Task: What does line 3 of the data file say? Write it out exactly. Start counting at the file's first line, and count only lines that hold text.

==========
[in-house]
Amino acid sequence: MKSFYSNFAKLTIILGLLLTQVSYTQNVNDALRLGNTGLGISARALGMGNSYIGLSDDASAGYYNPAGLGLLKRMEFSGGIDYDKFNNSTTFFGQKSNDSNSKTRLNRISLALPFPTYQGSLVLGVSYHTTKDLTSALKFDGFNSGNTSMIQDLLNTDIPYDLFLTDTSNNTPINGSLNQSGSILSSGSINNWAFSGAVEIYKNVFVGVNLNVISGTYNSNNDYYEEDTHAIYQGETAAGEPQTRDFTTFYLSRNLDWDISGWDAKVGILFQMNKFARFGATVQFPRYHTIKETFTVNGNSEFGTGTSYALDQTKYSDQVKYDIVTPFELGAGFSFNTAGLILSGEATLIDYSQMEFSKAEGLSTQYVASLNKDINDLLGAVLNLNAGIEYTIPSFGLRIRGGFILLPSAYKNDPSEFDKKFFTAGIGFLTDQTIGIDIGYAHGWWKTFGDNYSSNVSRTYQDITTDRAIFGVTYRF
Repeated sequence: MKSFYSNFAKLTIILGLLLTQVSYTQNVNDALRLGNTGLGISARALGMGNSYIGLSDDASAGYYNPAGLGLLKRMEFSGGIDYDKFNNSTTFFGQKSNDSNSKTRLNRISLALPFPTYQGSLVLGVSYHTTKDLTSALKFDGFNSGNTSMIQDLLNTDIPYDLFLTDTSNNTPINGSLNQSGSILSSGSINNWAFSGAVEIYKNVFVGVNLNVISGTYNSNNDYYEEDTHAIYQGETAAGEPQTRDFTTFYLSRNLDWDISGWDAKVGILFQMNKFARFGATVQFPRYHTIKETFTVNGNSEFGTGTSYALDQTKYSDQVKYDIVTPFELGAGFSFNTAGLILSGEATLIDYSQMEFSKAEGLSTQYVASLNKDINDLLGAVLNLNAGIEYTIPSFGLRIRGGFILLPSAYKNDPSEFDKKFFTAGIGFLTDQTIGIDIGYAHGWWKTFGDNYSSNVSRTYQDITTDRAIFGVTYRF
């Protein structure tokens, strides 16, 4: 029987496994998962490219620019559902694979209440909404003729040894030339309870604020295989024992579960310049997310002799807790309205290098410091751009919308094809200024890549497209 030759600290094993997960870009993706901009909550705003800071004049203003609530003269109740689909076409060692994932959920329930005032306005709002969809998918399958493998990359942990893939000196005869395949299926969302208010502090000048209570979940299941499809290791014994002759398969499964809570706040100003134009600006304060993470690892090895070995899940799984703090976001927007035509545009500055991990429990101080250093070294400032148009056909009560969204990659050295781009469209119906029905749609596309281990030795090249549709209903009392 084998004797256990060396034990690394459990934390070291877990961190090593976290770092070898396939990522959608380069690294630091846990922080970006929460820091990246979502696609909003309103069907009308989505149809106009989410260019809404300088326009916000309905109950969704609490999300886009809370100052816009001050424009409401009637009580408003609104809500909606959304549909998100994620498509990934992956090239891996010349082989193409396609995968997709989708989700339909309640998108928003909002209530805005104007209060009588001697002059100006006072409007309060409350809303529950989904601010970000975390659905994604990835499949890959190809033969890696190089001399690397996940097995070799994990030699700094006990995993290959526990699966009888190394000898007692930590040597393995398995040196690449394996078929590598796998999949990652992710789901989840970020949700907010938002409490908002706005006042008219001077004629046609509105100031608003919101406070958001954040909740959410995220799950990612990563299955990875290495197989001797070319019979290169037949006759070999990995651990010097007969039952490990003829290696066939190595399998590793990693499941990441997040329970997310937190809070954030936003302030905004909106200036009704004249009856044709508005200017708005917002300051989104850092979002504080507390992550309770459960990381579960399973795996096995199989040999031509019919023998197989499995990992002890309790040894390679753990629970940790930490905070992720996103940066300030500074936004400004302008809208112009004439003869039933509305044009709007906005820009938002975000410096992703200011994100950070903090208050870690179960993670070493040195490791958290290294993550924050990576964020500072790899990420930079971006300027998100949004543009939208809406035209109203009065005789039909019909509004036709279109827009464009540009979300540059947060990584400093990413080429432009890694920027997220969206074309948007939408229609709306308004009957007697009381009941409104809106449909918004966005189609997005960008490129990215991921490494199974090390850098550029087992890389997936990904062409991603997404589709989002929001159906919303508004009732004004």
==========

Repeated sequence: MKSFYSNFAKLTIILGLLLTQVSYTQNVNDALRLGNTGLGISARALGMGNSYIGLSDDASAGYYNPAGLGLLKRMEFSGGIDYDKFNNSTTFFGQKSNDSNSKTRLNRISLALPFPTYQGSLVLGVSYHTTKDLTSALKFDGFNSGNTSMIQDLLNTDIPYDLFLTDTSNNTPINGSLNQSGSILSSGSINNWAFSGAVEIYKNVFVGVNLNVISGTYNSNNDYYEEDTHAIYQGETAAGEPQTRDFTTFYLSRNLDWDISGWDAKVGILFQMNKFARFGATVQFPRYHTIKETFTVNGNSEFGTGTSYALDQTKYSDQVKYDIVTPFELGAGFSFNTAGLILSGEATLIDYSQMEFSKAEGLSTQYVASLNKDINDLLGAVLNLNAGIEYTIPSFGLRIRGGFILLPSAYKNDPSEFDKKFFTAGIGFLTDQTIGIDIGYAHGWWKTFGDNYSSNVSRTYQDITTDRAIFGVTYRF